My Relationship with Others

As we reflect upon our family relationships and our relationships with others, we may need to gain a greater understanding of what lack I yet and immediately resolve to change what the Lord tells us we need to change (even if it is hard to hear). Elder Larry R. Lawrence told the story of “a faithful mother who humbled herself and asked, ‘What is keeping me from progressing?’ In her case, the response from the Spirit came immediately: ‘Stop complaining.’ This answer surprised her; she had never thought of herself as a complainer. However, the message from the Holy Ghost was very clear. In the days that followed, she became conscious of her habit of complaining. Grateful for the prompting to improve, she determined to count her blessings instead of her challenges. Within days, she felt the warm approval of the Spirit.x” But you may feel that you have a right to complain because everything is going wrong in your life right now! This attitude will not only drive away the Spirit, but also drive away your loved ones as well.

Money also gets in the way of our relationships with others. Jesus warned us: “How hardly shall they that have riches enter into the kingdom of God!…Children, how hard is it for them that trust in riches to enter into the kingdom of God.”xi Many of us are blessed with the things of this world. In the United States, the writer Arthur Thein Durning made the comment that we may be richer than our great-grandparents but are we happier? Fulfillment may increase when we start having money to spend, but that fulfillment may decrease when we have too much excess stuff. Elder Lynn G. Robbins reminded us that “one of life’s most fundamental questions should be, ‘What is sufficient for our family to be happy?’ Our success will depend not only on answering the question ‘What do we need to be happy?’ but also on answering the question ‘What don’t we need to be happy?’ One antonym for greed, and perhaps the antidote to it, is contentment.xiiThe Apostle Paul stated, “I have learned, in whatsoever state I am, therewith to be content.”xiii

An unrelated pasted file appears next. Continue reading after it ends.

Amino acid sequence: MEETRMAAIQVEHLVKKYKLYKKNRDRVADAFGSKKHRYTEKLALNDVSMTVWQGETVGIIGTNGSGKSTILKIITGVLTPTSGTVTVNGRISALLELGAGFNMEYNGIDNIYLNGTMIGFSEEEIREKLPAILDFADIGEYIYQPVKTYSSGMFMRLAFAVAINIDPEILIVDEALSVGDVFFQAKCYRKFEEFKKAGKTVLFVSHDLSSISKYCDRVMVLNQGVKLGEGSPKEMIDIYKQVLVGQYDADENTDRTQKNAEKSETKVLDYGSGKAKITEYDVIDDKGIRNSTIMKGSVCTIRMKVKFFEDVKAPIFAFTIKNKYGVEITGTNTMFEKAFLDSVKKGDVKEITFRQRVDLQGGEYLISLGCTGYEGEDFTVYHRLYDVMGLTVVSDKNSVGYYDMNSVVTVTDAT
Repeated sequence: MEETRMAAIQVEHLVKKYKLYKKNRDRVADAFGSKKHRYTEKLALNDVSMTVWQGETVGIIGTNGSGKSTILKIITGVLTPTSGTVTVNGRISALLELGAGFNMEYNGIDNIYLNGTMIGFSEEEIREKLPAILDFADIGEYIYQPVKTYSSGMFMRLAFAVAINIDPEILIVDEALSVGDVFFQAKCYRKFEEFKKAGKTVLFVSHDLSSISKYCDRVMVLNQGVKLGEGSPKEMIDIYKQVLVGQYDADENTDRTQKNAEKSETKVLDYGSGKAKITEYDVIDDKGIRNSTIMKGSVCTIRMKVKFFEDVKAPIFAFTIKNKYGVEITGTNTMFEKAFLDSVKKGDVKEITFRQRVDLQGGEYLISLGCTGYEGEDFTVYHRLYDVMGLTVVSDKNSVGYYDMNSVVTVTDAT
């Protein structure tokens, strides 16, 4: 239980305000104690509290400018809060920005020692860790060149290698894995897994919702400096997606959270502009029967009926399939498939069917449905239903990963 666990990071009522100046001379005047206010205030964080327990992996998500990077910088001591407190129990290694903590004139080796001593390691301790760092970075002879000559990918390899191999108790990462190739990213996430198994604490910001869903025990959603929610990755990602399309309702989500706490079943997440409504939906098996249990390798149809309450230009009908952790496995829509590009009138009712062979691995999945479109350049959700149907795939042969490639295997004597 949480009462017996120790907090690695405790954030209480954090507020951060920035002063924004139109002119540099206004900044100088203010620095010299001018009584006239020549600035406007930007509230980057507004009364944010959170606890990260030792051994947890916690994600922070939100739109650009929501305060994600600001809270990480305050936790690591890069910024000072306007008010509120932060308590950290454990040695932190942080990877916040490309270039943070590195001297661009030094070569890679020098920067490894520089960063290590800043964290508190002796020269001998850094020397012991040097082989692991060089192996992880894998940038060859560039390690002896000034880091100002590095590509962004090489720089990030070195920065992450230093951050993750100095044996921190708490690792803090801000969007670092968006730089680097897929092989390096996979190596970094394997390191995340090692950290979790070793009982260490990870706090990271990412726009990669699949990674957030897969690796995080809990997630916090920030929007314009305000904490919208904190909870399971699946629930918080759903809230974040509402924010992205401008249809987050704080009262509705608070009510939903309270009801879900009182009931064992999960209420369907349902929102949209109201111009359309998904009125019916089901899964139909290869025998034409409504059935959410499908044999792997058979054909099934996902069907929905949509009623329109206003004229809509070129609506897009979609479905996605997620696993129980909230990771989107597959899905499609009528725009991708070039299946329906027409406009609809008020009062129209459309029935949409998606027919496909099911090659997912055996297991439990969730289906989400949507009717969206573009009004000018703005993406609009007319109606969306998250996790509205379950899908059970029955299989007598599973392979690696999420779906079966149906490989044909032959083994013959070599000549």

My Relationship with God

The Lord also pointed out that pride can ruin our relationships with others and our relationship with God. In Luke 18:9-14, the Savior tells the story of the prayers of a Publican and a Pharisee. The Pharisee does not see himself as having any sins or actions to change, but only sees the faults in others, while the Publican realizes that he is a sinner in need of repentance.

Humility empowers us in our relationship with man, but also in our relationship with God. Bishop Richard C. Edgley commented: “It matters not who we are or how lofty our credentials appear. Humility and submissiveness to the Lord, coupled with a grateful heart, are our strength and our hope…. Humbly submitting our will to the Father brings us the empowerment of God—the power of humility. It is the power to meet life’s adversities, the power of peace, the power of hope, the power of a heart throbbing with a love for and testimony of the Savior Jesus Christ, even the power of redemption.”xiv

Finally, the most important message the Savior gave us to follow in improving our relationships is that of becoming the servant-leader: “[B]ut whosoever will be great among you, shall be your minister: And whosoever of you will be the chiefest, shall be servant of all.”xv As we ponder and act on how best we can serve others, our thoughts are turned to God’s service. We forget about telling others what they must do better. We are focused on our part of the relationship, rather than theirs. Whether it is as a spouse, as a friend, or as a disciple of Christ, we can improve our relationships by being content with what we have, caring for others rather than ourselves, and humbly following the will of our Lord, rather than our own will.

i Matthew 19:20

ii Larry R. Lawrence, “What Lack I Yet?” October GC 2015.

iii Matthew 19:3

iv Matthew 19:7

v Matthew 19:8

vi Russell M. Nelson, “Nurturing Marriage” April General Conference 2006.

vii Russell M. Nelson, “Celestial Marriage,” October General Conference 2008.

viii Dallin H. Oaks, “Divorce,” Liahona, May 2007, 70.

ix Russell M. Nelson, “Celestial Marriage,” October General Conference 2008.

xLarry R. Lawrence, “What Lack I Yet?” October General Conference 2015.

xi Mark 10:23-24

xii Lynn G. Robbins, “The Cost of Riches,” June 2003, Ensign.

xiii Philippians 4:11

xiv Richard C. Edgley, “The Empowerment of Humility,” October General Conference 2003.

xv Mark 10:43-44